White House taps former top commander in Iraq to lead Central Command

Gen. Lloyd Austin, who is currently Army vice chief of staff, will replace current Central Command chief Marine Corps Gen. James Mattis once the four-star Army general is confirmed by the Senate. 

Austin's nomination comes just before the one-year anniversary of the official end of U.S. combat operations in Iraq. 

In a statement released on Thursday, Panetta praised Austin's leadership in bringing to a close the U.S. military's involvement in the country during his tenure as the top American officer in Iraq. 

"Gen. Austin led our military efforts at a particularly important time, overseeing the drawdown of U.S. forces and equipment while simultaneously helping to ensure that hard-fought security gains were preserved and that Iraqis could secure and govern themselves," according to Panetta. 

That level of leadership and experience gained in Iraq and throughout his career will pay divdends for American forces in "one of the most critical posts in the department," Panetta added.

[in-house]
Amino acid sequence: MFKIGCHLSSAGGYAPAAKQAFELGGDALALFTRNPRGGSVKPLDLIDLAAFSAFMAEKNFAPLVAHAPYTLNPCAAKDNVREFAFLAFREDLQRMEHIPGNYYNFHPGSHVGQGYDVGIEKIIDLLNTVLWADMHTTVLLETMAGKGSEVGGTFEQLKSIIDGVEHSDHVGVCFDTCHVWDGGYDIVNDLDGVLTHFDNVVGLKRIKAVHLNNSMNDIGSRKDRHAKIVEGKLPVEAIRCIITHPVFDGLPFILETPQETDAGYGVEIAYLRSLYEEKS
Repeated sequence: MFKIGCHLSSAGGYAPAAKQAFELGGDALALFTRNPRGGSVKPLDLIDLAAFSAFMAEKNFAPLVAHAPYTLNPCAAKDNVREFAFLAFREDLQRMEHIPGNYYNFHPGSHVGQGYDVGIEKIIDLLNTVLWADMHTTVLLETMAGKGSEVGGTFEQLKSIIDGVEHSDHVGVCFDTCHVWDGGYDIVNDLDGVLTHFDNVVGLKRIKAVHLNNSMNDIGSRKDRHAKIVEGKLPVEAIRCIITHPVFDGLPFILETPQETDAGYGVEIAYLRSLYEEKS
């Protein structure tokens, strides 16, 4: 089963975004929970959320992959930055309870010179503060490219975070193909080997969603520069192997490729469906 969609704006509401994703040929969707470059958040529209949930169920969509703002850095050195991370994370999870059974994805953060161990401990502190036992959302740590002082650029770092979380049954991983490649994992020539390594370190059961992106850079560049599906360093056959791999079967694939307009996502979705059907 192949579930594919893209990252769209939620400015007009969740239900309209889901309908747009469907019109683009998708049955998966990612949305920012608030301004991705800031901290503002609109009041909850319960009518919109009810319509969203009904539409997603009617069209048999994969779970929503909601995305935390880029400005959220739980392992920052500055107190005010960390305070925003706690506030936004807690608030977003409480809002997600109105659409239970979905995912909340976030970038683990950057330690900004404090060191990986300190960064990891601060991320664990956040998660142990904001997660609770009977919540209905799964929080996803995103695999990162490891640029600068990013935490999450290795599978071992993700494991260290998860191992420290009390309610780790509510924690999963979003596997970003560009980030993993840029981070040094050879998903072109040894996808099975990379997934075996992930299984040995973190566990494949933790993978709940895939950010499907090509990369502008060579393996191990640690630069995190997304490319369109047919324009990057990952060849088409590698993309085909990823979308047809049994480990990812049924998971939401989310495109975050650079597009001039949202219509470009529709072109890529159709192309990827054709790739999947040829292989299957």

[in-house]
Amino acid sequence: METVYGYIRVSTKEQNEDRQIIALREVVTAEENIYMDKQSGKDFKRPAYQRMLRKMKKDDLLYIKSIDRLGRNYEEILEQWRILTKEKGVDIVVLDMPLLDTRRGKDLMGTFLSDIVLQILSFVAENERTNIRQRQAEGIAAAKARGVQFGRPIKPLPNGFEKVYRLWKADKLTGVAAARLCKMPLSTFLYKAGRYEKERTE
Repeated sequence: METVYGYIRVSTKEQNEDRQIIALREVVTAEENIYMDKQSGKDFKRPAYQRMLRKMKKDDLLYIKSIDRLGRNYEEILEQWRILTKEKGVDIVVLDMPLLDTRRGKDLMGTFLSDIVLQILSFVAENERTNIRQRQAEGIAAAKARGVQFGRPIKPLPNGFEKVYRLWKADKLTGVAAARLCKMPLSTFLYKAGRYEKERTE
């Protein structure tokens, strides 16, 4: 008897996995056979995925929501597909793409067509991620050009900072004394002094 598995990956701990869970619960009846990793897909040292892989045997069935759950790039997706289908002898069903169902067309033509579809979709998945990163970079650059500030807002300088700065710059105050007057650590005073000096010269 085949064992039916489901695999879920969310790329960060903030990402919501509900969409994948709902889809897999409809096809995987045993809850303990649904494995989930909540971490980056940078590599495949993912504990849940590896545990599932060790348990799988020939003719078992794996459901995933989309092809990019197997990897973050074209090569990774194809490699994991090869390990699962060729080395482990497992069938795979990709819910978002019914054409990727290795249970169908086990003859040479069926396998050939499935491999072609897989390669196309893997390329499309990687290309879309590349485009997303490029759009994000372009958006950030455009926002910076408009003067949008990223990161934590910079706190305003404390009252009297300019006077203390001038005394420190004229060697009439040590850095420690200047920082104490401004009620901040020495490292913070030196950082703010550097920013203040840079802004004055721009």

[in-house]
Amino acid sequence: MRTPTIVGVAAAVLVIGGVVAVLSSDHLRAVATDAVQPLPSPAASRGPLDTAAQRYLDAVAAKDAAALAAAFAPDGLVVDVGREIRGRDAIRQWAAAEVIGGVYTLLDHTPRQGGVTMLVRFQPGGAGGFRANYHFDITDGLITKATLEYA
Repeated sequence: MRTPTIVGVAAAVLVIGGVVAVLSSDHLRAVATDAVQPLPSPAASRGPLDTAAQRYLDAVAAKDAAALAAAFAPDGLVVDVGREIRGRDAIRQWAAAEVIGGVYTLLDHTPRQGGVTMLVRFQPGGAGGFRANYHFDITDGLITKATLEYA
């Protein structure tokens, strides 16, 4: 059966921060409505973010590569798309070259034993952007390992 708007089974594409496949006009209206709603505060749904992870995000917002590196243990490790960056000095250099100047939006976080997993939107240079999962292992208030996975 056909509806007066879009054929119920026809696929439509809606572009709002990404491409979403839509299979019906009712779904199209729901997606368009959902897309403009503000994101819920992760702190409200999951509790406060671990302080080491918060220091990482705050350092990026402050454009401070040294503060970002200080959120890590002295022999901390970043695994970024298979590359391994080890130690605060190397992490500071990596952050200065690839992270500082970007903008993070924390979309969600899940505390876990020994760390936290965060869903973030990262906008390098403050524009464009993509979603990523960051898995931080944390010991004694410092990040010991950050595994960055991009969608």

The DOD chief also credited outgoing Central Command chief Mattis as "the most celebrated battlefield leaders and strategic military thinkers of our time." 

Known as the "Warrior Monk" for his hard-nosed, no-nonsense leadership style, Mattis played a vital role in leading the Marine Corps's campaign in the al-Anbar province of Iraq, which was part of the infamous Sunni Triangle, during the most violent days of the Iraq war. 

As commander of the 1st Marine Division in Iraq in 2004, then-Maj. Gen. Mattis was instrumental in leading combat operations during both major U.S. offensives in Fallujah, dubbed Operation Vigilant Resolve and Operation Phantom Fury. 

After Iraq, Mattis was awarded his fourth star and went on to lead Joint Forces Command in Norfolk, Va., until 2010, when he was named to take over Central Command, replacing then-Gen. David Petraeus.